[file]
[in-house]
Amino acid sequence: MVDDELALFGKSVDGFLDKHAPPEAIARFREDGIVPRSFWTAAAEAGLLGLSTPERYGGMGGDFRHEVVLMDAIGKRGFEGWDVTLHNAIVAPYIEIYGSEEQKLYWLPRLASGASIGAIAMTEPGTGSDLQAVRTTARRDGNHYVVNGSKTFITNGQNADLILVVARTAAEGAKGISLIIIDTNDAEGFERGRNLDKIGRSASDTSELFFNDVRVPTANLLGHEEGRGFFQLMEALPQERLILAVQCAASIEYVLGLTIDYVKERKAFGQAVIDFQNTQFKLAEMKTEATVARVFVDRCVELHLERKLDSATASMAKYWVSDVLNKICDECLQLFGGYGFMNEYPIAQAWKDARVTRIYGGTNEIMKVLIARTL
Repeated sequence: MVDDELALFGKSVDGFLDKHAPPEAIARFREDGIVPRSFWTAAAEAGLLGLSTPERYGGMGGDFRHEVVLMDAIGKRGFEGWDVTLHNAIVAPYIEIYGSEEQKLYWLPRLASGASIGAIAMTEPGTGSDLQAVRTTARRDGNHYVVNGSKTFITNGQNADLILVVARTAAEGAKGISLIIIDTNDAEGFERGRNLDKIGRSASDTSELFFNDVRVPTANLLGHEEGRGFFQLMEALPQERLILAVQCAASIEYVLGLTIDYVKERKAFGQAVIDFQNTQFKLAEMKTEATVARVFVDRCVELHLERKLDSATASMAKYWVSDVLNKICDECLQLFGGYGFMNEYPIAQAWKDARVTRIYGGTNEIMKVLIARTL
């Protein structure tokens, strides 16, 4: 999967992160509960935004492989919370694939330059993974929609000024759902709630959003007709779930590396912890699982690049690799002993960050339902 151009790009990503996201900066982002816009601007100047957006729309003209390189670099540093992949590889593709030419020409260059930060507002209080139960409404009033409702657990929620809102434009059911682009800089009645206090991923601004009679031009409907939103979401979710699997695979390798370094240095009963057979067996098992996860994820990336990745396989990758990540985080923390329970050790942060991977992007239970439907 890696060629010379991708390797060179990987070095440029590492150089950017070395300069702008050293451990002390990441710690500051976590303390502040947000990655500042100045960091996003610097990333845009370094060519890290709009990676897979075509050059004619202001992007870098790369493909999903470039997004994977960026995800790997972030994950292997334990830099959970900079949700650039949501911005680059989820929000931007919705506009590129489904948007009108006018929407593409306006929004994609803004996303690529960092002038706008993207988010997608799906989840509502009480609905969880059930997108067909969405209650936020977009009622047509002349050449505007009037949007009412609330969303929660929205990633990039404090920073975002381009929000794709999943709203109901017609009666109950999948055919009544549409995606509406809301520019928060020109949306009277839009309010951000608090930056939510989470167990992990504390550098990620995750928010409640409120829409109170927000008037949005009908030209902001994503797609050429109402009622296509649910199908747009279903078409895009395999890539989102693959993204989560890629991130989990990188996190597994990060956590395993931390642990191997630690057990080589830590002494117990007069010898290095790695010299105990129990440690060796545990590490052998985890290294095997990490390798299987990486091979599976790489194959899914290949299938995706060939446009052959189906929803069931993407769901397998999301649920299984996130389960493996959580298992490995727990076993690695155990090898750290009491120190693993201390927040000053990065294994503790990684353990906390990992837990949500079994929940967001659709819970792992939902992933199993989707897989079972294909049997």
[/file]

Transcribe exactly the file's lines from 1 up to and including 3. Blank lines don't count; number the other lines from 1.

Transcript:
[in-house]
Amino acid sequence: MVDDELALFGKSVDGFLDKHAPPEAIARFREDGIVPRSFWTAAAEAGLLGLSTPERYGGMGGDFRHEVVLMDAIGKRGFEGWDVTLHNAIVAPYIEIYGSEEQKLYWLPRLASGASIGAIAMTEPGTGSDLQAVRTTARRDGNHYVVNGSKTFITNGQNADLILVVARTAAEGAKGISLIIIDTNDAEGFERGRNLDKIGRSASDTSELFFNDVRVPTANLLGHEEGRGFFQLMEALPQERLILAVQCAASIEYVLGLTIDYVKERKAFGQAVIDFQNTQFKLAEMKTEATVARVFVDRCVELHLERKLDSATASMAKYWVSDVLNKICDECLQLFGGYGFMNEYPIAQAWKDARVTRIYGGTNEIMKVLIARTL
Repeated sequence: MVDDELALFGKSVDGFLDKHAPPEAIARFREDGIVPRSFWTAAAEAGLLGLSTPERYGGMGGDFRHEVVLMDAIGKRGFEGWDVTLHNAIVAPYIEIYGSEEQKLYWLPRLASGASIGAIAMTEPGTGSDLQAVRTTARRDGNHYVVNGSKTFITNGQNADLILVVARTAAEGAKGISLIIIDTNDAEGFERGRNLDKIGRSASDTSELFFNDVRVPTANLLGHEEGRGFFQLMEALPQERLILAVQCAASIEYVLGLTIDYVKERKAFGQAVIDFQNTQFKLAEMKTEATVARVFVDRCVELHLERKLDSATASMAKYWVSDVLNKICDECLQLFGGYGFMNEYPIAQAWKDARVTRIYGGTNEIMKVLIARTL